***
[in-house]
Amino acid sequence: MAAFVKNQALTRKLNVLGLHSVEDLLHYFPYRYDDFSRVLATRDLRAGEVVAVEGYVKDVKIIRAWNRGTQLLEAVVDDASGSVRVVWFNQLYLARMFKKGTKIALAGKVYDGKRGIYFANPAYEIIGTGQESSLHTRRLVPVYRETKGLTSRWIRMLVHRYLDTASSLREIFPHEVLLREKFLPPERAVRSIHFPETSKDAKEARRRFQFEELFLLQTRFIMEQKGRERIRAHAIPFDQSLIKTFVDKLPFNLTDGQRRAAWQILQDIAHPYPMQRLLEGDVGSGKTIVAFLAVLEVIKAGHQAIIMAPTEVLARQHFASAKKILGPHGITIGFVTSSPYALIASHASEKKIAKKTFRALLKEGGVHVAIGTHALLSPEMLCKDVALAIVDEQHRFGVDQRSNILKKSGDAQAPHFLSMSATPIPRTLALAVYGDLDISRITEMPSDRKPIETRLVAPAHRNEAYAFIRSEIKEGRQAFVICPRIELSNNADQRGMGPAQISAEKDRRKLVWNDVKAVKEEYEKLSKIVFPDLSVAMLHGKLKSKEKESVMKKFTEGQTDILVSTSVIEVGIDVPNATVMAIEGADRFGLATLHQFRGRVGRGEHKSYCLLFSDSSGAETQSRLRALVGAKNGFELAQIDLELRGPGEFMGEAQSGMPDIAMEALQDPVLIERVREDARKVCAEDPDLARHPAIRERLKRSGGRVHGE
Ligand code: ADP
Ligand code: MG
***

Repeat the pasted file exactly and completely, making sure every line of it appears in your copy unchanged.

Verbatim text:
[in-house]
Amino acid sequence: MAAFVKNQALTRKLNVLGLHSVEDLLHYFPYRYDDFSRVLATRDLRAGEVVAVEGYVKDVKIIRAWNRGTQLLEAVVDDASGSVRVVWFNQLYLARMFKKGTKIALAGKVYDGKRGIYFANPAYEIIGTGQESSLHTRRLVPVYRETKGLTSRWIRMLVHRYLDTASSLREIFPHEVLLREKFLPPERAVRSIHFPETSKDAKEARRRFQFEELFLLQTRFIMEQKGRERIRAHAIPFDQSLIKTFVDKLPFNLTDGQRRAAWQILQDIAHPYPMQRLLEGDVGSGKTIVAFLAVLEVIKAGHQAIIMAPTEVLARQHFASAKKILGPHGITIGFVTSSPYALIASHASEKKIAKKTFRALLKEGGVHVAIGTHALLSPEMLCKDVALAIVDEQHRFGVDQRSNILKKSGDAQAPHFLSMSATPIPRTLALAVYGDLDISRITEMPSDRKPIETRLVAPAHRNEAYAFIRSEIKEGRQAFVICPRIELSNNADQRGMGPAQISAEKDRRKLVWNDVKAVKEEYEKLSKIVFPDLSVAMLHGKLKSKEKESVMKKFTEGQTDILVSTSVIEVGIDVPNATVMAIEGADRFGLATLHQFRGRVGRGEHKSYCLLFSDSSGAETQSRLRALVGAKNGFELAQIDLELRGPGEFMGEAQSGMPDIAMEALQDPVLIERVREDARKVCAEDPDLARHPAIRERLKRSGGRVHGE
Ligand code: ADP
Ligand code: MG